• Mark H. March 21, 2011, 7:20 AM

    It seems like the real question is, can you take a step back from your work and look at it objectively? When someone brings up a criticism, are you able to look at it through their eyes? Or do you get defensive right away?

    By the way, I’m halfway through The Resurrection and enjoying it…

  • W. J. Howard March 21, 2011, 8:03 AM

    Excellent points, especially in the midst of the evolving publishing industry. Unfortunately, professional advice is scoffed at more and more these days because it’s so easy to self-publish. And, too often I’ve heard writer’s say that taking the advice they’re given would compromise the story they’ve written. HUH!! I agree with you wholeheartedly, you can always loosen that thick skin and make room for improvements.

  • Julie Musil March 21, 2011, 8:47 AM

    You bring up such excellent points! I cherish the critiques I receive. No, it’s not always easy to hear it, but after I stew over it for a couple of days, I recognize the truth behind the criticism. It’s helped strengthen my manuscript big time.

  • Katie Ganshert March 21, 2011, 9:28 AM

    Brilliant post, Mike! I couldn’t agree more. Yes, we need to let some things slide off our backs. Like unhelpful bad reviews. And you’re also right, there’s no way we could (or should) listen to everybody’s opinion. But the minute we start casting all the feedback aside is the minute we stop growing.

  • Jill March 21, 2011, 10:27 AM

    To me, thin skin means I’m of Celtic stock and burn easily in the sun. But joking aside, I wonder why you’re actively courting negative or mixed reviews. No work of writing is perfect. I find faults in my most favorite novels. You will never eradicate faults from your work. It would be better, therefore, to focus attention on depth, understanding, and style.

    Just so you know, I’ll be posting a review of your book on my blog by midnight mountain time tonight, March 21. I’ll tell you what I liked, didn’t like, and why it ultimately worked for me. Click my name above for a link to my blog. Or don’t. It’s up to you. 🙂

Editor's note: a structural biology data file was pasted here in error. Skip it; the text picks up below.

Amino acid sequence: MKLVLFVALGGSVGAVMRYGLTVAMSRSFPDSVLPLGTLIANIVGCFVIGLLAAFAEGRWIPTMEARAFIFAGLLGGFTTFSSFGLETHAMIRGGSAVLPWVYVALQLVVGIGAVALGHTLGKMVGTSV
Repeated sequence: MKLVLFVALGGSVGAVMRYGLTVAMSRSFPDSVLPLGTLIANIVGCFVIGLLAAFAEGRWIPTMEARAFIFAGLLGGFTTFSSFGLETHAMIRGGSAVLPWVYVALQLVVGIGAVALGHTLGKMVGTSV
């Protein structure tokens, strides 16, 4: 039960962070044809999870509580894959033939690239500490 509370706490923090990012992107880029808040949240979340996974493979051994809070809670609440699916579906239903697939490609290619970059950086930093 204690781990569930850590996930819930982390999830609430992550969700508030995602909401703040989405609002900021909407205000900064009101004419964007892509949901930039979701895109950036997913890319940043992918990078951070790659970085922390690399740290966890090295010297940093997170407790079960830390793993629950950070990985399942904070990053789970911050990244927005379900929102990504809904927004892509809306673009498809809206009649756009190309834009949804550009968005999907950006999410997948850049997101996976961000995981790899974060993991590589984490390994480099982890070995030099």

• Mike Duran March 21, 2011, 12:32 PM

      Jill asked, “I wonder why you’re actively courting negative or mixed reviews.” It’s interesting that you see it that way, Jill. And now that you say it, I see how it can look that way. Really, it’s just a reaction to what I feel are kid gloves being used, and sought out, by many in the writing community. But I still have feelings, so please don’t hammer me too hard. Looking forward to the review at your blog.

  • Katherine Coble March 21, 2011, 11:03 AM

    I meet more writers these days who are so convinced of their own greatness than there should ever be in the whole of history. In my life I’ve read thousands upon thousands of books. Only a handful were what I would call great. Likewise only a couple of handfuls were terrible. Most of them were good, fun or a combination thereof.

    But so many writers who are writing really BAD stuff–and I’ve read more really BAD stuff in the last five years than in the previous 32 years of being able to read–are far too practised at finding reasons to disregard what is truly helpful criticism.

    For example: I recently read one very bad novel that had been published by an actual publishing house. It was commercially viable to a certain market, I suppose. But the writing was genuinely BAD. Not “not my taste” bad or “I read other genres” bad. It was technically awful. Phony dialogue not fitted to the time period, expository dialogue throughout, anachronistic turns of phrase in both dialogue and descriptors. What few descriptors there were. Add to that the several places where the writer STOPPED telling the story for pages on end and started downloading whole chunks of their decidedly contemporary worldview.

    Yet when I posted a review with these very valid criticisms the writer responded by writing them off because s/he was “published so [they were] doing something right” and it was “obvious that this type of story wasn’t [my] cup of tea anyway” so I should “not bother being so negative and go read something [I] enjoy instead.”